That is one reason why thought-provoking speculations and broader philosophical debates slowly moved to blogs in the 21st century. A side effect of this cultural change is the death of debate in academic journals, which become more and more boring, repetitive and conservative. Yes, science is mainly about evidence. But science was born from philosophy, so free debate is a crucial part of our culture.

    Liked by 1 person

    • jeffollerton February 25, 2021 / 11:32 PM

      That’s an interesting perspective re “silverbacks”, Marco, but I don’t think it’s always been the case. When the Waser et al. (1996) Generalization in pollination systems paper was published in Ecology, Nick & Mary were mid-career, whereas Lars, Neal and myself were postdocs, of which I was the professionally youngest – I was not last author because of seniority, but because I contributed the least!

      The reason it was published was because Ecology had set up a new section for these kind of perspective pieces and ours was the first to be published. Likewise several of my other early papers were forum-style opinion pieces, sometimes with no data at all…

      The issue now, it seems to me, is that it’s harder to publish anything at all, regardless of the type of paper. Although the number of journals has increased, it’s not increased in proportion to the number of people doing publishable science.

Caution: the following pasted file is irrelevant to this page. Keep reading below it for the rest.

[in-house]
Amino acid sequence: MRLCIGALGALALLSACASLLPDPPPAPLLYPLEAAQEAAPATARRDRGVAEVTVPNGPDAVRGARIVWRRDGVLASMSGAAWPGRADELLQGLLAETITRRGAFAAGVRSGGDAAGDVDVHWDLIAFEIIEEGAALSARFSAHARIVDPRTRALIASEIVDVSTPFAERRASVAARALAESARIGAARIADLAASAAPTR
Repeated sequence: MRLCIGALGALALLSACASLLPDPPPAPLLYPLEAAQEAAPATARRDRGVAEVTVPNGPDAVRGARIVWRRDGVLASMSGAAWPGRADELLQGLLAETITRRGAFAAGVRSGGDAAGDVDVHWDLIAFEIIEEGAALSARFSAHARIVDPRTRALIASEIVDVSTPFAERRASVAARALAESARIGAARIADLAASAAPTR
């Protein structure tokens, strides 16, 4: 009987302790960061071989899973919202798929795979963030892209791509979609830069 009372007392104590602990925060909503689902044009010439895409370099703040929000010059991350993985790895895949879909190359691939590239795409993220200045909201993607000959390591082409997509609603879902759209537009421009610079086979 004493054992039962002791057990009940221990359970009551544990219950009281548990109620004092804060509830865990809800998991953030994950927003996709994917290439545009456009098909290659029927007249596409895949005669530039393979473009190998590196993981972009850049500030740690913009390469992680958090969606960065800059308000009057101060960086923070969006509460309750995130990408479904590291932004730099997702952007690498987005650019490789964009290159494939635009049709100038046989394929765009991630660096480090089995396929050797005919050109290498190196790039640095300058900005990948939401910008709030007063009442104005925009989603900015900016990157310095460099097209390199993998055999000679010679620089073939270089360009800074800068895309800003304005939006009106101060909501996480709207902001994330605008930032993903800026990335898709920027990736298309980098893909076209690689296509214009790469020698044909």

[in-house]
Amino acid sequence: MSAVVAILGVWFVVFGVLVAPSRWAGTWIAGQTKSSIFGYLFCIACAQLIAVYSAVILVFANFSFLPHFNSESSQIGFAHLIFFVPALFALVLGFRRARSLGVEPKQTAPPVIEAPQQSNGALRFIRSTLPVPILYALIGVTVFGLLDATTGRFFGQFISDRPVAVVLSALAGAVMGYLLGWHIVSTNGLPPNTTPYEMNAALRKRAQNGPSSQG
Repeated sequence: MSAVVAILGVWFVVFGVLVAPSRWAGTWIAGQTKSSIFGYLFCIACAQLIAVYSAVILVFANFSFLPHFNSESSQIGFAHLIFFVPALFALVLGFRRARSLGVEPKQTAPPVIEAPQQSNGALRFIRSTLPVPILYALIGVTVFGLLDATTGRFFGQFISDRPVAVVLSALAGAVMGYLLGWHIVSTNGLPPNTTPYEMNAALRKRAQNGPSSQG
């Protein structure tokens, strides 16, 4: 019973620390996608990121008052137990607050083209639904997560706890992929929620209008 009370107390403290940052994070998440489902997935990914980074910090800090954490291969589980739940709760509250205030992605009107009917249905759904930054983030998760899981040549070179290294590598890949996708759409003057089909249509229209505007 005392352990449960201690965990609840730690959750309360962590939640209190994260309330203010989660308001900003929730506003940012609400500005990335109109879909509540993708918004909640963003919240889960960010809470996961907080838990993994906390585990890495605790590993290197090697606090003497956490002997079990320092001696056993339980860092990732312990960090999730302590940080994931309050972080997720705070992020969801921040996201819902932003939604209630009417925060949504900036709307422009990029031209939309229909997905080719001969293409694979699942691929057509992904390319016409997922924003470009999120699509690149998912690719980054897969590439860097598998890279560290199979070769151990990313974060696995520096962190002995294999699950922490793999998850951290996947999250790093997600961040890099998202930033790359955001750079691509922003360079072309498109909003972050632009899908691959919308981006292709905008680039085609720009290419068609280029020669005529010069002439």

Liked by 1 person

      • Marco Mello February 26, 2021 / 12:07 AM

        Hi, Jeff! Thanks for sharing your personal experience.

        Yes, silverbacks being the only people with speculation credit is not always the case. But, unfortunately, they indeed publish this kind of paper much more easily than ECRs and MCRs. I’ve also published some opinion pieces myself, when I was an ECR, but only in regional journals.

        And, yes, it’s getting harder to publish anything in the currently crowded academic market, stressed by a scientometric cult. Couldn’t agree more. This insane level of competition is making academia more and more an unhealthy place.

        Nevertheless, there are plenty of cases of opinion pieces published by people with a speculation credit, which caused damage. Some of them even started zombie ideas or misdirected entire fields in other ways. I won’t give any examples, because I don’t want to discuss people, but phenomena.

        Nowadays, I prefer to discuss crazy, innovative, bold ideas in the blogosphere and social media. And, of course, in academic meetings and visits. And I share my professional experience, reflections, and academic tales with younger colleagues mainly on blogs and seminars.

        Liked by 1 person

  2. Chris Mebane February 25, 2021 / 6:59 AM